At the next discussion with the couple, the judges informed Itzik Cohen that he must immediately divorce his wife with a get, and if not, he was deemed a sinner! He was filled with scorn and ridicule. When the secular court and the police called him a criminal, he was not moved; when a group of bearded rabbis called him a sinner, he didn’t even blink an eye.
Perhaps you might think that R. Yisrael Dan was so removed from worldly matters, that he couldn’t understand the plight of an aguna - Heaven forbid! After he became the Modzitzer Rebbe, on a trip to the US, a porter offered to carry his luggage for him upon his arrival. The Rebbe stared at him and recognized him. He had met him nineteen (!) years previously in the Beis Din, and he knew that since then his wife was an aguna, and that he - the husband - was not to be found. "Aren’t you so-and-so?" the Rebbe yelled at him. He tried to feign innocence, but the Rebbe would not relent: "Rasha [evil one]! Why did you make your wife an aguna?"
The man tried to flee, but the Rebbe signaled his attendants, who caught him. They would not let him go until they sat down and had him give them a proper, kosher get. When they returned to Israel, they were able to free the broken-hearted, desperate woman from her state as an aguna.
Despite this, R. Yisrael Dan did not look for ways that deviated from the simple Halacha. He does his part, and the Giver of the Torah [Hashem] will complete the task. In our case as well, the outcome was a clear indication of this, as we shall see.
Only a month had passed since the painful case of the Cohens in the Beis Din, and Itzik Cohen was seen on the streets of Tel-Aviv with a stubble of a beard, and an old kippa on his head. His mother had passed away, and he was careful to fully observe the Jewish laws and customs of mourning. R. Yisrael Dan also walked the streets of Tel-Aviv, where an obituary notice caught his eye, describing the passing of one Chasiba Cohen. The address of the house of mourning was quite familiar, for many notices from the Beis Din had been sent there.
R. Yisrael Dan knew exactly what he had to do. A brief investigation told him that Itzik Cohen was very likely to fully observe the Jewish laws and customs of mourning, including leading the prayer services three times a day. He davened at a shul called "Zecher Zilpa."
Within a day, the attendant of the shul had received a registered letter from the Tel-Aviv Beis Din. "It has become known to us that one Itzik Cohen prays in your shul. You should know that our Beis Din has declared him a sinner. Therefore, he is not allowed to lead the services, and no honor should be accorded him, such as an aliya to the Torah, opening the Holy Ark, etc." Attached to the letter was a photocopy of the psak din, the judgment against Cohen.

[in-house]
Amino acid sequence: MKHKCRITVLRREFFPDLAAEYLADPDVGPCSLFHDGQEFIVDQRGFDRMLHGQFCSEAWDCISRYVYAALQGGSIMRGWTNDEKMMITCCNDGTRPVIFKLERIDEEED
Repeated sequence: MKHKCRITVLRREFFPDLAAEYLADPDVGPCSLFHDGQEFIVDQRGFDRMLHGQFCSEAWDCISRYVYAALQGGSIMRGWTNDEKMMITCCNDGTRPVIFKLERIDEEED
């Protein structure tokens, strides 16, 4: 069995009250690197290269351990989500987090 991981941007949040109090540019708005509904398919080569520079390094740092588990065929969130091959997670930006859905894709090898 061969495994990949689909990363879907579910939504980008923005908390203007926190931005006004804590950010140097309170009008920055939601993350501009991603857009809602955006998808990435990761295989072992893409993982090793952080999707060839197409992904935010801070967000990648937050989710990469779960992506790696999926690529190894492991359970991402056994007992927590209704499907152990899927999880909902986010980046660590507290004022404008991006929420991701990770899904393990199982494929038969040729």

When Itzik came for services, the gabbai nervously informed him that although he had nothing personal against him, he would not be able to lead the services any more. He showed him the letter from the Beis Din, indicating that he was a sinner.
Itzik couldn’t be bothered to think about the full implications of this. He merely went from Zecher Zilpa to Heichal Zalman. But within two days, the gabbai of Heichal Zalman approached Itzik, waving a familiar letter at him. "You cannot continue like this. Either come to terms with the Beis Din, or go…"
The walls of his heart were beginning to crack - but just beginning. He tried Maalos Kedoshim, and Yotzei Vasilkov, Mercazi, Shechunati, and even the shuls in the community centers. But someone was following him. Wherever he went, the long arm of the Beis Din found him, under the skilled guidance of the safra d’dayna. He was cast out of one shul after another for a full month!
At the end of the month, he broke. Tight-lipped and downcast, he went back to the Beis Din, and released his wife from her state of aguna, which he had planned to keep her in for many years. The Beis Din had defeated the obstinate man, who was an 'avaryana d’dayna' - a sinner against the court - no more! This process was a considerably shorter one than any use of force might have been.
The pure Halacha had won out. G-d stands in the Beis Din, and aids the dayanim and those who follow His true path. The Divine assistance that was accorded to Rebbe Yisrael Dan - whose fear of Heaven preceded his wisdom - took this woman out of her plight.
Zechuso yagein Aleinu v’al Kol Yisrael - May the Nachalas Dan’s merits protect us all!